National debasement disguised as a rescue plan

By Vincent Browne (for the Sunday Business Post)

The Programme of Financial Support for Ireland will be subject to three-month reviews “of conditionality”, observance of “quantitative performance criteria” and “respect for EU Council decisions and recommendations”.

There must be compliance with a catalogue of budget measures for four years with the concession that, “in exceptional circumstances, measures yielding comparable savings could be considered, in close consultation with the European Commission, IMF and ECB staffs”. The government is required “rigorously” to implement the budget measures for 2011, 2012 and 2013, outlined in the document.

The following is a sample:

* The lowering of personal income tax bands and credits or equivalent measures to yield E945 million in 2011 and an extra E300 million in a full year. (This means bringing people who were considered too poor to have their incomes taxed into the income tax net.)

* A reduction of more than E2 billion in 2011 through reducing social protection expenditures (unemployment assistance, old age pensions, child benefit and other welfare payments).

* The government will “introduce legislation to reform [ie cut] the minimum wage by E1 per hour” and “enlarge the scope of the inability-to-pay clause”, permitting firms to invoke this clause more than once to allow them pay even less than the reduced minimum wage.

* The government will “reform the unemployment benefit system in such a way as to provide incentives for an early exit from unemployment”. (In other words, reduce, curtail or cancel unemployment benefit payments to drive people back to low-paid awful jobs with payment perhaps even less than the reduced minimum wage.)

* The government will introduce a more effective “monitoring of jobseekers’ activities with regular evidence-based reports” and “the application of sanction mechanisms for beneficiaries not complying with job search conditionality and recommendations for participation in labour market programmes, set in such a way as to imply an effective loss of income, without being perceived as excessively penalising, so that it would be credibly used whenever lack of compliance is ascertained”.

* The government undertakes “to introduce legislation to increase the state pension age” to 66 years in 2014, 67 in 2021 and 68 in 2028.

* The government will consider “an appropriate adjustment to [ the Croke Park agreement] to compensate for potential shortfalls in projected savings, arising from administrative efficiencies and public service numbers reductions”.

* In the 2011 budget, there will be a further lowering of income tax bands to draw even more poor people into the income tax net.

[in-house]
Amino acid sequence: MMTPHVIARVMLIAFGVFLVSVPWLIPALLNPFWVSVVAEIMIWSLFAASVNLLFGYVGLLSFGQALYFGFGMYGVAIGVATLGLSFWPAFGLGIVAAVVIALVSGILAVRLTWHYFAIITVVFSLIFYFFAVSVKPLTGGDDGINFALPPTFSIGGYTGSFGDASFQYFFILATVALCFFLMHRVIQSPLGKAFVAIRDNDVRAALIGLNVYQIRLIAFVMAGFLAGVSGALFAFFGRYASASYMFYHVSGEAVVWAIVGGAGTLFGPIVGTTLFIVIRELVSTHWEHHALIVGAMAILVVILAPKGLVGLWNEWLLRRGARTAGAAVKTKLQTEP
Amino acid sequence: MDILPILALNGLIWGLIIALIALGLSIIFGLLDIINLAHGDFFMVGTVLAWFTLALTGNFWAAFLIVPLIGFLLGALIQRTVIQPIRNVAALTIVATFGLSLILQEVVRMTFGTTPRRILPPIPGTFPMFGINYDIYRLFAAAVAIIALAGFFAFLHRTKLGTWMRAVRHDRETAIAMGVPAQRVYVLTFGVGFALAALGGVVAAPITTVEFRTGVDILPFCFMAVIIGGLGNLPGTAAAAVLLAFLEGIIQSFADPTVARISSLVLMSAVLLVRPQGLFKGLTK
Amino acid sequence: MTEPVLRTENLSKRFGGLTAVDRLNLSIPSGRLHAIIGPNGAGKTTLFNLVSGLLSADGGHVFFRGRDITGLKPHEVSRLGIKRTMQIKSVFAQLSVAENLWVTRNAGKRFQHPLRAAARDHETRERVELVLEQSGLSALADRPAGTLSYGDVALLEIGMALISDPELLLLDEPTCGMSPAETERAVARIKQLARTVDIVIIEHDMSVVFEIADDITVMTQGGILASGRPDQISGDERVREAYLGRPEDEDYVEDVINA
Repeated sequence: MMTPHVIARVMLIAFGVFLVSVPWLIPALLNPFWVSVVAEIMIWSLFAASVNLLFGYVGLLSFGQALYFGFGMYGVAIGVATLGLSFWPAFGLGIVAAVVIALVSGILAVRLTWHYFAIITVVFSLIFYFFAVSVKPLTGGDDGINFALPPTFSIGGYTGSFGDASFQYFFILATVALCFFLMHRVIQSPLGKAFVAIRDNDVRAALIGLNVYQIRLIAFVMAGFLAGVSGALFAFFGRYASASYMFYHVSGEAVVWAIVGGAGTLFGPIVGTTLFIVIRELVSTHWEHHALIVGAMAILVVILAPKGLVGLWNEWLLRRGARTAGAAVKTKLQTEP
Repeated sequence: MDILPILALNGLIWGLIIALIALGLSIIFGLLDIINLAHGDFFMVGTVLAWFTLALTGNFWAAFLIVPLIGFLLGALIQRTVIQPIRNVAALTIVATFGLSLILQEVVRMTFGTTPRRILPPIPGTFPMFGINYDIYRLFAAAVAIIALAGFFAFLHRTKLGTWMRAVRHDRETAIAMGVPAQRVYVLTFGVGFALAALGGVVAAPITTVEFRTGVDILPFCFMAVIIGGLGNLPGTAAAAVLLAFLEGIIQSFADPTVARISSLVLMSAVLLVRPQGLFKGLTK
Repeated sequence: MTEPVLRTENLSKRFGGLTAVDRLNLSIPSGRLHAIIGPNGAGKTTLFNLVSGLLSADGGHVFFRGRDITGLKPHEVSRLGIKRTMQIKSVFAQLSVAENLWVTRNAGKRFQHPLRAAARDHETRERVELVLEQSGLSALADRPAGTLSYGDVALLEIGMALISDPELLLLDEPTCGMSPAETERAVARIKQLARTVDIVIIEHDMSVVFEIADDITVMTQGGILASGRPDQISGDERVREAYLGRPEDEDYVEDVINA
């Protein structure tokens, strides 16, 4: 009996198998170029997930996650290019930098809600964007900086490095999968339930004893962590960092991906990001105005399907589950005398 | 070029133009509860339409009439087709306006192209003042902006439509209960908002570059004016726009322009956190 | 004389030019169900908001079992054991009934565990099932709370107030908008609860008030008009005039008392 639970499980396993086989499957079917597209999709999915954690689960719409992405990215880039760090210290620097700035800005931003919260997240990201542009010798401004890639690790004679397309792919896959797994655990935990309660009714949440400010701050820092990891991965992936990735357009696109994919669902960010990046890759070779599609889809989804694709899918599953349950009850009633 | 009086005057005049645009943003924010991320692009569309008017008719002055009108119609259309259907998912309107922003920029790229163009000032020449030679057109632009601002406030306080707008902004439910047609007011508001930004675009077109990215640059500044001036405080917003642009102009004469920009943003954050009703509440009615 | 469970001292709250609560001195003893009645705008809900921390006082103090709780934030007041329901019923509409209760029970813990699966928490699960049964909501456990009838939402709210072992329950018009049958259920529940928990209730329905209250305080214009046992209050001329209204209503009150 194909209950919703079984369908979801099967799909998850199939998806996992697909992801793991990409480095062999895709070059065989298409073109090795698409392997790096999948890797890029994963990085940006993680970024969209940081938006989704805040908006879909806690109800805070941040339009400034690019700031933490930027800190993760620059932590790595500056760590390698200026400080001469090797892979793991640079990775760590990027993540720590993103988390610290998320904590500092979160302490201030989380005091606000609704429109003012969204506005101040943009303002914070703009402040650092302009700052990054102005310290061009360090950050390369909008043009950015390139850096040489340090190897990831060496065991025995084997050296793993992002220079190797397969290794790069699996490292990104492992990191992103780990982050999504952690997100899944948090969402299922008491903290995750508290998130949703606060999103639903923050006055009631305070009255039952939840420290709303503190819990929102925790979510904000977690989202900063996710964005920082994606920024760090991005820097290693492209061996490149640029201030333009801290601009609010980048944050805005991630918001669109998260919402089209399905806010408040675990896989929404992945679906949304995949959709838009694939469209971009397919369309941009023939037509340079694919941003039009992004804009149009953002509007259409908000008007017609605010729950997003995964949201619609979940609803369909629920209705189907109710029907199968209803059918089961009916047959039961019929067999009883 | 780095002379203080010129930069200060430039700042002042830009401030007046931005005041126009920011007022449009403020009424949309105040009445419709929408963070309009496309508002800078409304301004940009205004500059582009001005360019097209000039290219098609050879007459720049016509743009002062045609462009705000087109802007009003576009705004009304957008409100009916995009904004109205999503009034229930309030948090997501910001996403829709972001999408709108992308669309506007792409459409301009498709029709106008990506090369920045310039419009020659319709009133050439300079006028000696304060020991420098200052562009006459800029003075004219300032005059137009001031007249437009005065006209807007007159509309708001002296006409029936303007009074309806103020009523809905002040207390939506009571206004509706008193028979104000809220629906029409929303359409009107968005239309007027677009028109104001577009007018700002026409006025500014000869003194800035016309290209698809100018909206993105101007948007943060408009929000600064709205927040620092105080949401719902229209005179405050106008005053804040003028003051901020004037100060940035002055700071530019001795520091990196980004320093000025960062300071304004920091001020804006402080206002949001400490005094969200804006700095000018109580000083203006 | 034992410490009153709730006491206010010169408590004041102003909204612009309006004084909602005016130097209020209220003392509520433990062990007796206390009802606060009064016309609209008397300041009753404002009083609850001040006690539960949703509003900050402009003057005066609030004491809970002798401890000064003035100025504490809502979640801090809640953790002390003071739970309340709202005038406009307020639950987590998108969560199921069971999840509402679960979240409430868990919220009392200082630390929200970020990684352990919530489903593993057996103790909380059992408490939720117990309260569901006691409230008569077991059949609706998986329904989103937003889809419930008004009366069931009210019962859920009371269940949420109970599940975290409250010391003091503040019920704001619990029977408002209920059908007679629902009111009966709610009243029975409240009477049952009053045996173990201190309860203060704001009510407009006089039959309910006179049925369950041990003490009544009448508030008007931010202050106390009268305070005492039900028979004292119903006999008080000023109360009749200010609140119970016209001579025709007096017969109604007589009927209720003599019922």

* There will be a property tax in the 2012 budget.

* There will be savings in the 2012 budget of more than E2 billion from further social expenditure reductions, cuts in public service numbers and public service pension adjustments.

* There will be water charges from 2012/2013 onwards.

* The government will introduce a “fiscal responsibility law” which will include provision for a “medium-term expenditure framework with binding multi-annual ceilings on expenditure in each area”. This will happen by the fourth quarter of next year.

* The 2013 budget will have further budgetary adjustments of over E3 billion, involving drawing yet more poor people into the income tax net, an increase in property tax, plus further reductions of no less than E2 billion in social expenditure, public service numbers and public service pensions.

* The nominal value of state pensions “should not rise over the period of the programme”.

* Ireland must make monthly reports to our IMF and EU masters on progress on the plans, and then three-monthly examinations on whether we are adhering to the disciplines.

This is not just national humiliation. It is national debasement, going far beyond what any of us envisaged even as the worst possible outcome.

And the brutality of it. Just look at the menace of the section dealing with a more effective monitoring of jobseekers’ activities. The impudence of it.

These well-paid high-flyers of the EU and IMF seeking to strike terror into people who have lost their jobs because of the barbarity of the economic system that these same highflyers espouse.

And the insolence of seeking to impose their will, not just for the four years of the “adjustment” programme, but far beyond, with the demand that we commit to increase the state pension eligibility age to 68 by 2028.

And to add injury to injury and insult to insult, we, the people - the sovereign authority in this republic - are allowed no say in whether to accept this programme for national debasement.

Even our national parliament is not allowed a say. There was an extraordinary exchange in the Dail last week, which seemed to capture the lunacy of it all.

John Gormley, Green Party leader, said: “It has been stated by deputies on the other side that the opposition has been placed in a straitjacket. That is an apt analogy in more ways than one. I warn those other parties that they should know when they enter government during this crisis, they will be entering an asylum. They will have to endure the sleepless nights, the no-win situation and the non-stop criticism.

“I have no doubt Deputy Gilmore will sit in my place next year, looking up at the Sinn Fein deputies who will be criticising him non-stop. All Deputy Gilmore will be able to say in reply, just as we have said, is that he has no choice but to act.

“There is nothing worse in a democracy when a politician must act in a way because his or her choices are limited. Deputy Gilmore will be faced with that lack of choice which will eat him up inside. I wish him well, but there is much awaiting him.”

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